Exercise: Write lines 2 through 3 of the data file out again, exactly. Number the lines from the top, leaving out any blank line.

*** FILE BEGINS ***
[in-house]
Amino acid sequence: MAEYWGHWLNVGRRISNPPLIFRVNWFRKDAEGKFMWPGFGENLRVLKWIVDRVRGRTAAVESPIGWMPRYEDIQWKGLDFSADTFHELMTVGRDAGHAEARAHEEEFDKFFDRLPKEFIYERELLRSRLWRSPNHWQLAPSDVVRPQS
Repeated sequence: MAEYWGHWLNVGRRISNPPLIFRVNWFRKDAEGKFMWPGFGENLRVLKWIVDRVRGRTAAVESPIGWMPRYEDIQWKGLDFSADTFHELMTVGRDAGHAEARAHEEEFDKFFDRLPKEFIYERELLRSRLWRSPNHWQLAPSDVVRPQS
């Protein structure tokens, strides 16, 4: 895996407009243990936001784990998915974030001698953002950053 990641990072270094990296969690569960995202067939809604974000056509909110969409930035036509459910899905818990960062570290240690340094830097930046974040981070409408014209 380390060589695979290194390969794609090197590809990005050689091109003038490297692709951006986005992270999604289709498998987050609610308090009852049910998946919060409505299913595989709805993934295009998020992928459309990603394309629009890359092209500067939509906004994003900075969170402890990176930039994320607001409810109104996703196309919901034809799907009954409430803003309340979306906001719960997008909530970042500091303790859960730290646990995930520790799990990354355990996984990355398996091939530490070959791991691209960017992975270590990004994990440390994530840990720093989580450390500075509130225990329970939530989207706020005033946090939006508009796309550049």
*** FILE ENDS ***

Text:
Amino acid sequence: MAEYWGHWLNVGRRISNPPLIFRVNWFRKDAEGKFMWPGFGENLRVLKWIVDRVRGRTAAVESPIGWMPRYEDIQWKGLDFSADTFHELMTVGRDAGHAEARAHEEEFDKFFDRLPKEFIYERELLRSRLWRSPNHWQLAPSDVVRPQS
Repeated sequence: MAEYWGHWLNVGRRISNPPLIFRVNWFRKDAEGKFMWPGFGENLRVLKWIVDRVRGRTAAVESPIGWMPRYEDIQWKGLDFSADTFHELMTVGRDAGHAEARAHEEEFDKFFDRLPKEFIYERELLRSRLWRSPNHWQLAPSDVVRPQS